Grays Harbor is playing host to 3 oil terminal proposals that would be capable of shipping 167,500 barrels/day.
All three of the projects have fallen drastically behind on their timelines for development and are facing stiff local opposition. The nearby town of Aberdeen’s city council voted unanimously to reject the projects. The local Quinault Indian Nation has hired legal representation to block them. And a coordinated campaign of statewide public interest groups is opposing them, too.
Like Vancouver, the Port of Grays Harbor is run by three elected commissioners, each serving a six-year term.
Commissioner Jack Thompson has served on the Port since 1994. He’s run unopposed twice, most recently in 2011, when he raised no money.
Serving on the Port since 2002, Commissioner Chuck Caldwell ran for reelection in 2007 unopposed, and the campaign finance reports he filed indicate that he didn’t raise any money. In his 2013 election, however, he raised $20,947, a bankroll that included contributions from two of the Port’s oil terminal backers: Westway kicked in $1,000, and Imperium Renewables contributed $575. He won in a landslide victory over Ron Figlar, who raised $7,851. Caldwell will run again in 2019.
Commissioner Stan Pinnick was first elected in 2003, and he faced a tough fight this year in his second reelection campaign. Pinnick, a supporter of oil development squared off against Ocean Shores councilwomen Jackie Farra, who led efforts for her town’s anti-oil train resolution.
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With the race called and results all but finalized, it appears Stan Pinnick has been reelected by about 1,300 votes. In contrast to the cash infused into the Vancouver port election, Pinnick raised just $8,325, and Farra has not yet reported any campaign funding.
Port of Longview
The Port of Longview has seen a suite of coal and oil projects recently. The biggest and most controversial of these proposals is surely the Millennium Bulk Terminal proposal that would export 44 million tons of coal per year. More recently, the Port considered (and then rejected) a propane-by-rail proposal backed by Haven Energy. The Port is now in the early stages of reviewing a proposal to build an oil refinery that would be paired with a propane-by-rail facility next door.
Making decisions about these projects are Longview’s three commissioners serving six-year terms.
When Commissioner Bob Bagaason ran against three other candidates in 2007, he raised $8,992 and won handily. In 2013, he won reelection unopposed and with no contributions. He will be up for reelection in 2019.
Commissioner Lou Johnson has been on the commission since 2011 when he raised $11,675 to defeat an unfunded opponent. He stepped down in May 2015, and the commission selected recently retired director of Longview terminal operations Doug Averett to replace him. Averett will finish out Johnson’s term, which runs until 2017, at which point he will have to run again to continue serving.
Commissioner Darold Dietz last ran in 2009. He was unopposed and didn’t raise any money. Dietz did not seek reelection this year. Vying to replace him were Jeff Wilson and Tony Filippello. Filippello says he supports the proposed oil refinery, while Wilson has said he needs more information before taking a stand.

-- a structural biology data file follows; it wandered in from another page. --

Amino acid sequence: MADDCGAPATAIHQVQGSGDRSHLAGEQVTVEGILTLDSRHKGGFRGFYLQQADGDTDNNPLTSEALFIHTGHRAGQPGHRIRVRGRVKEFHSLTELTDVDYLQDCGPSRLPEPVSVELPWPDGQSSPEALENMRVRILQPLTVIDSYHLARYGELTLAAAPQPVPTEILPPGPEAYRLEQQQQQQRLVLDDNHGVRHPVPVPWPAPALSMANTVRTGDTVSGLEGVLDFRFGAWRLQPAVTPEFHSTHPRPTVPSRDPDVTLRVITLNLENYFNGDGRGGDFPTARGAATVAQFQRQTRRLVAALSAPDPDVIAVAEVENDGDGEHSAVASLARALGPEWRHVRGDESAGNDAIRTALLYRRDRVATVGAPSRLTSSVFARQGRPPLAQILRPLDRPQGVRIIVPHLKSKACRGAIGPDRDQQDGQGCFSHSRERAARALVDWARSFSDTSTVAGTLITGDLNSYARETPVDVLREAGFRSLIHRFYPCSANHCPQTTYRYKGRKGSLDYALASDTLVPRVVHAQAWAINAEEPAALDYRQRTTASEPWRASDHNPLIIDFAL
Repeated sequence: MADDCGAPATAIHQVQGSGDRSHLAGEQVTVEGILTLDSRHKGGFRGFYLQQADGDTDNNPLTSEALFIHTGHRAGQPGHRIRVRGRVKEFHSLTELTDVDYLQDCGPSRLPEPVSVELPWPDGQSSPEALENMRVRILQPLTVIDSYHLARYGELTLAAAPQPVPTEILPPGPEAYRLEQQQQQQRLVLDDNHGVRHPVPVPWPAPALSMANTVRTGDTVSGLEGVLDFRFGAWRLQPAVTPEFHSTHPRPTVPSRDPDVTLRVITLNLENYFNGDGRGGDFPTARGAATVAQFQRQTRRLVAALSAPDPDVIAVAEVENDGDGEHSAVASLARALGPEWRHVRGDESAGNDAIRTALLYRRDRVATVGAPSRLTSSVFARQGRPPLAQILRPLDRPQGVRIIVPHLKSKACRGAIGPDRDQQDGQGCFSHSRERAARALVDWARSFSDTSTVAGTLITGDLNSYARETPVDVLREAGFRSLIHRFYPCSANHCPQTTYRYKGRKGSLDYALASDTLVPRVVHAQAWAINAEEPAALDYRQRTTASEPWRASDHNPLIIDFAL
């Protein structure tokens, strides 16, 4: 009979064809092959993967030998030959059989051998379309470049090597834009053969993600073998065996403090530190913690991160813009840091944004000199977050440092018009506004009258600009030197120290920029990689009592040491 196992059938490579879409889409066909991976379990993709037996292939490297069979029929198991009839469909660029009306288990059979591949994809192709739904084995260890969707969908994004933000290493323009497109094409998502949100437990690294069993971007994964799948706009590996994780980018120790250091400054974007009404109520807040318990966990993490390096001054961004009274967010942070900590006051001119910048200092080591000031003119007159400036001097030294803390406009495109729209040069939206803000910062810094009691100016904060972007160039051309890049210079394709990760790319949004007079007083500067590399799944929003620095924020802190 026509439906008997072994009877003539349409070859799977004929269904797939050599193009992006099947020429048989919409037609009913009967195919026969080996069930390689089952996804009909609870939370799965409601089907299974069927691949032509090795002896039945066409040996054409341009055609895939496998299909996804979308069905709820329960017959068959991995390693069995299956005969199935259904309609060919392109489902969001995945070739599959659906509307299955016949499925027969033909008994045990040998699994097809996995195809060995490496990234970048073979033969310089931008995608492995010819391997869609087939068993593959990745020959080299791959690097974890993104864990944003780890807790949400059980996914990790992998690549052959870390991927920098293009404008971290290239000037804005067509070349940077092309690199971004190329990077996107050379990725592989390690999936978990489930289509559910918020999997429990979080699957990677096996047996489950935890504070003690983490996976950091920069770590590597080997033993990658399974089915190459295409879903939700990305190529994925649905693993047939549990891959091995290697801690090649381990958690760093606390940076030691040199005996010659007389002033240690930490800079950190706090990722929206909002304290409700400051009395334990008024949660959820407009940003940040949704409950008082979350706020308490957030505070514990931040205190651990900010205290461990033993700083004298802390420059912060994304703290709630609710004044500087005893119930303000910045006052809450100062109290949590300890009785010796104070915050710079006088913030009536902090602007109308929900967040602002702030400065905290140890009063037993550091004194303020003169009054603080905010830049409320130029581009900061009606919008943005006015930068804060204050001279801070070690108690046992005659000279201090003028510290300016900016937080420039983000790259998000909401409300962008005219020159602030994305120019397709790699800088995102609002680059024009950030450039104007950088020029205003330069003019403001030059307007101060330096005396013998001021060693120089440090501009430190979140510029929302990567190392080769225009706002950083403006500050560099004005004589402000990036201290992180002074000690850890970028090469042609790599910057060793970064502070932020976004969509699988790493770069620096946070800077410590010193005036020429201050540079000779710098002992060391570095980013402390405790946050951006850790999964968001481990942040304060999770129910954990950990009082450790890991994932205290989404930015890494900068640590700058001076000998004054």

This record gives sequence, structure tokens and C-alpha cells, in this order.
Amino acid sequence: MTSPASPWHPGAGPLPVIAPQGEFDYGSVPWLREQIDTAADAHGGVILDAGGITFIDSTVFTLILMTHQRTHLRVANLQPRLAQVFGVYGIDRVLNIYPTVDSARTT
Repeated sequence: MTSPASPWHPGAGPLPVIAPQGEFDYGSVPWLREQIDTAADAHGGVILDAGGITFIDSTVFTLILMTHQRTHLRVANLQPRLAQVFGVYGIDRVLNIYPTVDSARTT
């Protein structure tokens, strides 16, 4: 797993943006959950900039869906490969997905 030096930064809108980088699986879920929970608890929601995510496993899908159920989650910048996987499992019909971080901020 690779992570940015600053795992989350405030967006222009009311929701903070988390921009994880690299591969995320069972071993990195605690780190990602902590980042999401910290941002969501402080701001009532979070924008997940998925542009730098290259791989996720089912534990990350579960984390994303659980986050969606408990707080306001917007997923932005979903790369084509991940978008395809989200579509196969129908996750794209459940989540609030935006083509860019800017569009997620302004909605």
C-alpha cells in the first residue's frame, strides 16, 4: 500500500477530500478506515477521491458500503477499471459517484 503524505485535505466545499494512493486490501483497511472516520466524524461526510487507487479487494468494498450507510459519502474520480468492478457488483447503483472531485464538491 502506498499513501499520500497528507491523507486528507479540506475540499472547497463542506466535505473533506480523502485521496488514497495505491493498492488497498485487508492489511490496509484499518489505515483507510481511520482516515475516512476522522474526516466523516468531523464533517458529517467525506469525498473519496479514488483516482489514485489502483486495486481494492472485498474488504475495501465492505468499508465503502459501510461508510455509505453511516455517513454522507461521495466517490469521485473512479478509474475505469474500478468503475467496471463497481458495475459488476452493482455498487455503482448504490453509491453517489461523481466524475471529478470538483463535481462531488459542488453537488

So far, the results show Jeff Wilson winning handily with 66 percent of the vote. While not strongly in opposition, he did present a much more nuanced position on oil infrastructure than his opponent. Neither Wilson nor Filippello has reported any campaign funding.
The Port of Seattle and elsewhere in the Northwest
The paltry sums invested in Port races in potential coal and oil depots like Grays Harbor and Longview stand in stark contrast to the Port of Seattle. Commissioners in the state’s largest port very rarely run unopposed, and they can raise hundreds of thousands of dollars for their campaigns.
The early rounds of results in Seattle show incumbent Commissioner Courtney Gregoire winning reelection in a landslide against an obscure challenger. Despite the absence of serious opposition, she still raised over $96,000.
Running for an empty seat vacated by outgoing Commissioner Bill Bryant, environmental advocate Fred Felleman, who was an outspoken critic of the Port’s decision to host Shell’s Arctic drilling fleet this summer, defeated Marino Yoshino. Felleman raised $86,000 to Yoshino’s $29,000.
Yet Seattle is an outlier. Other Washington ports like Tacoma, Bremerton, and Bellingham generally see candidates who raise funds in the tens of thousands of dollars. And as our roundup of 2015 port races shows, voters tend to award most public port commission seats with very little study of the candidates. Vancouver’s port election was a hotly contested race for the first time in recent memory, but the races in Longview and Grays Harbor—two major sites for coal and oil—received virtually no funding or statewide attention. Not surprisingly, the candidates who won in these places were either neutral or supportive of fossil fuel development.
The low level of interest and funding in these small ports should concern those who are worried about massive dirty energy developments in the Northwest. Port commissioner seats are an elected office we can no longer afford to ignore.